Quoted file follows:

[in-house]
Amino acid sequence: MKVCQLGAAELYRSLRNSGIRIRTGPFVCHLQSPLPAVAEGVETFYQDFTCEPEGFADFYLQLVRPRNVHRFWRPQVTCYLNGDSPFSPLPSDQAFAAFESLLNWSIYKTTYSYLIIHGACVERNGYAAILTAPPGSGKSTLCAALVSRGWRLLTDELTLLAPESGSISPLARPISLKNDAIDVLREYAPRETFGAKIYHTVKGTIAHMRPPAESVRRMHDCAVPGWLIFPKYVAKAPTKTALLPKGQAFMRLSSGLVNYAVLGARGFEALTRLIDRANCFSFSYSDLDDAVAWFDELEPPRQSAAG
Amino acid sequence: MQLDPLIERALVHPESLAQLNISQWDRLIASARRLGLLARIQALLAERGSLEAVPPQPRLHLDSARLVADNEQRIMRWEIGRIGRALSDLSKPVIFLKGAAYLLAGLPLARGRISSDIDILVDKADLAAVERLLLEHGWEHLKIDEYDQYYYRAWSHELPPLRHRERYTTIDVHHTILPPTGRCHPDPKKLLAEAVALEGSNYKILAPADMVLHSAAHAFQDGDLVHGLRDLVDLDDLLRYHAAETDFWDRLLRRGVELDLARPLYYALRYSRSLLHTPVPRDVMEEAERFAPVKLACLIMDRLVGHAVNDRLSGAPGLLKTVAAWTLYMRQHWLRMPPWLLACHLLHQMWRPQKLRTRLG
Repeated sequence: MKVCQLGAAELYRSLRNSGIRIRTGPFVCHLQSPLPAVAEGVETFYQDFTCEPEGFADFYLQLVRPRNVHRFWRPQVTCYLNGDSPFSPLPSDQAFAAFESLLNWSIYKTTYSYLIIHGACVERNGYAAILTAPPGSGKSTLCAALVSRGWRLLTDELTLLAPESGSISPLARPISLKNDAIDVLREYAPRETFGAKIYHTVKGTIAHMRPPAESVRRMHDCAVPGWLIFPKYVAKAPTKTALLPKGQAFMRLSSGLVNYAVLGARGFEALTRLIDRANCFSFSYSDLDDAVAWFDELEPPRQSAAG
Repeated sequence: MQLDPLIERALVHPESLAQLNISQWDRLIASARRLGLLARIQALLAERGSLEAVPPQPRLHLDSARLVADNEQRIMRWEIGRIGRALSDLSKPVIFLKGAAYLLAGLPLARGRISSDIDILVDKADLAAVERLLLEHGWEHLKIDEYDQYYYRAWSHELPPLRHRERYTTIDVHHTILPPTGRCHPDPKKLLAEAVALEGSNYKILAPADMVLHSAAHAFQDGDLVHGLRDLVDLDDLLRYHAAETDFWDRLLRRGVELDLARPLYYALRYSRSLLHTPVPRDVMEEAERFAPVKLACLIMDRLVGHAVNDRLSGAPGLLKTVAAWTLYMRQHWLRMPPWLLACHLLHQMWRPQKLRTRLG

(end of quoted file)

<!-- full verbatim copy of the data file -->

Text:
[in-house]
Amino acid sequence: MKVCQLGAAELYRSLRNSGIRIRTGPFVCHLQSPLPAVAEGVETFYQDFTCEPEGFADFYLQLVRPRNVHRFWRPQVTCYLNGDSPFSPLPSDQAFAAFESLLNWSIYKTTYSYLIIHGACVERNGYAAILTAPPGSGKSTLCAALVSRGWRLLTDELTLLAPESGSISPLARPISLKNDAIDVLREYAPRETFGAKIYHTVKGTIAHMRPPAESVRRMHDCAVPGWLIFPKYVAKAPTKTALLPKGQAFMRLSSGLVNYAVLGARGFEALTRLIDRANCFSFSYSDLDDAVAWFDELEPPRQSAAG
Amino acid sequence: MQLDPLIERALVHPESLAQLNISQWDRLIASARRLGLLARIQALLAERGSLEAVPPQPRLHLDSARLVADNEQRIMRWEIGRIGRALSDLSKPVIFLKGAAYLLAGLPLARGRISSDIDILVDKADLAAVERLLLEHGWEHLKIDEYDQYYYRAWSHELPPLRHRERYTTIDVHHTILPPTGRCHPDPKKLLAEAVALEGSNYKILAPADMVLHSAAHAFQDGDLVHGLRDLVDLDDLLRYHAAETDFWDRLLRRGVELDLARPLYYALRYSRSLLHTPVPRDVMEEAERFAPVKLACLIMDRLVGHAVNDRLSGAPGLLKTVAAWTLYMRQHWLRMPPWLLACHLLHQMWRPQKLRTRLG
Repeated sequence: MKVCQLGAAELYRSLRNSGIRIRTGPFVCHLQSPLPAVAEGVETFYQDFTCEPEGFADFYLQLVRPRNVHRFWRPQVTCYLNGDSPFSPLPSDQAFAAFESLLNWSIYKTTYSYLIIHGACVERNGYAAILTAPPGSGKSTLCAALVSRGWRLLTDELTLLAPESGSISPLARPISLKNDAIDVLREYAPRETFGAKIYHTVKGTIAHMRPPAESVRRMHDCAVPGWLIFPKYVAKAPTKTALLPKGQAFMRLSSGLVNYAVLGARGFEALTRLIDRANCFSFSYSDLDDAVAWFDELEPPRQSAAG
Repeated sequence: MQLDPLIERALVHPESLAQLNISQWDRLIASARRLGLLARIQALLAERGSLEAVPPQPRLHLDSARLVADNEQRIMRWEIGRIGRALSDLSKPVIFLKGAAYLLAGLPLARGRISSDIDILVDKADLAAVERLLLEHGWEHLKIDEYDQYYYRAWSHELPPLRHRERYTTIDVHHTILPPTGRCHPDPKKLLAEAVALEGSNYKILAPADMVLHSAAHAFQDGDLVHGLRDLVDLDDLLRYHAAETDFWDRLLRRGVELDLARPLYYALRYSRSLLHTPVPRDVMEEAERFAPVKLACLIMDRLVGHAVNDRLSGAPGLLKTVAAWTLYMRQHWLRMPPWLLACHLLHQMWRPQKLRTRLG